Glyphosate: Pull the Plug, Not the Trigger

With a  finger on the trigger, he stalks his formidable adversary. Confronting the enemy, he faces off with his foe and stares him down with utter disdain. Such a threat must be dealt with using heroic measures. He pulls the trigger and the stricken enemy writhes and then collapses to the ground. A scene from gunslingers duel in the Wild West? Perhaps a film noir depicting a world- weary detective? No- just the "Monsanto" man taking out a renegade weed with his arsenal Roundup in a television commercial. Monsanto, the infamous corporation that has pioneered such illustrious products as a saccharin, PCB's, DDT, and Agent Orange (dioxin) started marketing Roundup in 1974. By 2001, it had become the most heavily used herbicide/pesticide in the world with current estimates of up to 1.3 billion pounds sprayed yearly. Over 100 million pounds find their way onto the farms, parks, golf courses, lawns, school yards and waterways across the U.S. The active ingredient in Roundup (and many other herbicides) is an organophosphate chemical called glyphosate which inhibits a plant enzyme necessary for making certain amino acids. Without access to these essential amino acids, protein synthesis is disrupted and the plant dies. In an ingenious (and insidious) marketing coup, Monsanto developed genetically engineered crops with the ability to withstand exposure to glyphosate, thus ensuring dramatic increases in the usage of Roundup for years to come. Soybeans and corn cover over 50% of the cropland in the U.S. Since 90% of corn, canola and soy are genetically altered, and over 80% of processed foods contain GMO's, we are the guinea pigs exposed to ever increasing amounts of this herbicide. This is a systemic herbicide that is incorporated into the plant's cells- it can't be washed off. Monsanto and the Environmental Protection Agency considers glyphosate to be a relatively safe chemical. So safe that the Netherlands has banned it and Brazil (a major soybean producer) and France are considering such legislation. There is much current research that also counters the views of Monsanto and the EPA. 

Glyphosate has been implicated in many health related problems that the population has been experiencing in the 40+ years since the introduction of Roundup. Stephanie Seneff, a senior research Doctor at the Massachusetts Institute of Technology, has stated that glyphosate is possibly "the most important factor in development of multiple chronic diseases and conditions that have become prevalent in Westernized societies."  This past March, the World Health Organization issued a report listing glyphosate as a probable cause of certain cancers. Studies have shown that glyphosate can exhibit genotoxicity  by altering DNA and creating gene mutations. It has been linked to increases in autism, ADHD, Parkinson's disease, birth defects, spontaneous abortions, liver and kidney disease and brain disorders. We now know how important the ecology of our intestinal flora is to our well being and health. The fact that glysophate has an adverse effect on our beneficial gut flora is reason for extreme concern.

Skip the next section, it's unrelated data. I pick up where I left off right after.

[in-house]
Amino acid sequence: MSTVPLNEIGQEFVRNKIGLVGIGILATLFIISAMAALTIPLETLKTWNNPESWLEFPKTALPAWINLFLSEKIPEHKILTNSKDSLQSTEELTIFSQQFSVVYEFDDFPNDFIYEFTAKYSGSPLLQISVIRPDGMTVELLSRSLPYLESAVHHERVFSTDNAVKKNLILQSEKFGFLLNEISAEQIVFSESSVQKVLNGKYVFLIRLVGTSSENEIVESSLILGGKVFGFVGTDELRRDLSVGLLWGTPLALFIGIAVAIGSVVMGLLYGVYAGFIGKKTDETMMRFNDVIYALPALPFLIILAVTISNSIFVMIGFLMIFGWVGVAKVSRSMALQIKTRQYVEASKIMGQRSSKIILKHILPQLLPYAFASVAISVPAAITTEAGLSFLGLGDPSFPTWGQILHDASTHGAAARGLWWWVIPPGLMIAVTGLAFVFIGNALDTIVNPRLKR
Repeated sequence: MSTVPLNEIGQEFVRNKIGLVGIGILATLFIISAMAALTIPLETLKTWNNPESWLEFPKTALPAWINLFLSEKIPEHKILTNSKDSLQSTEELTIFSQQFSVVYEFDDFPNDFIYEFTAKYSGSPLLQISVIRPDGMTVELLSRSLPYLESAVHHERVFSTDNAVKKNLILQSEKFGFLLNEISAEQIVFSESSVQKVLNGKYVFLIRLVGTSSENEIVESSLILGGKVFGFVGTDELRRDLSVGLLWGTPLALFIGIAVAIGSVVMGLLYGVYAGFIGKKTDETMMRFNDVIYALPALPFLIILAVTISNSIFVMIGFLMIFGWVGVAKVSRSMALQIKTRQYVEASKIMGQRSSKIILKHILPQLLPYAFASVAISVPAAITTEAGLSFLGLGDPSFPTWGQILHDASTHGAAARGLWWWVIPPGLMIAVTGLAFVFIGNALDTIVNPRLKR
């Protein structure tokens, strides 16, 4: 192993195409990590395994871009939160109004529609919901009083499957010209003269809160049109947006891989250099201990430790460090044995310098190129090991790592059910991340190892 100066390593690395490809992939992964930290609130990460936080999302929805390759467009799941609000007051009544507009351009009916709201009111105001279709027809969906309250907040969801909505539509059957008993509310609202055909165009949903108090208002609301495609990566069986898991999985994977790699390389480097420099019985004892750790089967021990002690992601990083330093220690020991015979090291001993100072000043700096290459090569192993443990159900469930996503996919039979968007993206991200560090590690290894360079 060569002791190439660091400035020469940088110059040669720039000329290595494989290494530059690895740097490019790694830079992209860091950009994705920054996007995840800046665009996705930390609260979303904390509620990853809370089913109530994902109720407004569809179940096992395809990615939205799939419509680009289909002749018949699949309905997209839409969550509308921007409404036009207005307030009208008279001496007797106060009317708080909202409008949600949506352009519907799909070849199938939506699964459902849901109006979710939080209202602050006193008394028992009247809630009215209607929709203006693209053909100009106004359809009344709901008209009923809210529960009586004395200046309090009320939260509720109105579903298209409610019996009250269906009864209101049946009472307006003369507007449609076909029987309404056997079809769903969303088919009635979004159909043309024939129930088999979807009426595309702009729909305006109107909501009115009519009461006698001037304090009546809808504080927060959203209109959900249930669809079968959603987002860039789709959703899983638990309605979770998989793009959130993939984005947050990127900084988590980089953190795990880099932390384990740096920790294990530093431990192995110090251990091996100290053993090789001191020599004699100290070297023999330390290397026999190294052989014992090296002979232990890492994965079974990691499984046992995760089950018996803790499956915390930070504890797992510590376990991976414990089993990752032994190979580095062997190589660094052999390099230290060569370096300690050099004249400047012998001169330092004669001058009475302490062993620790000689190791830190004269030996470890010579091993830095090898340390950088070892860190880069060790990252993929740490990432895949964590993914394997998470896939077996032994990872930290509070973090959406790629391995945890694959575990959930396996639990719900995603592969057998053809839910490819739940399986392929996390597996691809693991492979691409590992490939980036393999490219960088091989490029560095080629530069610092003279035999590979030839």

Glyphosate is also proving to be an environmental disaster as well. There are at least 23 species of super weeds that have become resistant to Roundup, leading to greater applications for other herbicides. It can bind with essential soil micro nutrients like manganese and can also decrease the water retention capabilities of plants resulting in a greater dependence on irrigation- not good news for drought-stricken California. Glyphosate also has deleterious effect on soil biology and ecology by killing microbes, fungi, earthworms and other invertebrates that are essential components of a healthy, vital soil community. While the active ingredient in Roundup is glyphosate, the formulation also contains adjuvants (additives) that can increase the toxicity of the final product. The surfactant polyethoxylated tallow amine (POEA) is added to increase the dispersal of Roundup on plants' stems and leaves. It has been estimated that the addition of POEA doubles the toxicity factor of glyphosate alone. POEA and other surfactants have been implicated in the colony collapse syndrome in honey bees and have been found to be toxic to fish and amphibians. One would think that EPA should be looking out for our health more than Mansanto's bottom line. Think again. The fox is still guarding the chicken coop. Instead of creating more protections against glyphosate exposure, the EPA has approved Monsanto's request for higher tolerance levels, allowing more of this insidious chemical into our food supply, drinking water and ultimately our bodies. The logical answers to this dilemma are greater support of organic agriculture, passage of GMO labeling legislation and convincing the EPA to initiate more stringent rules regarding the use of all herbicides and pesticides. Logical, yes; easy-unfortunately, no.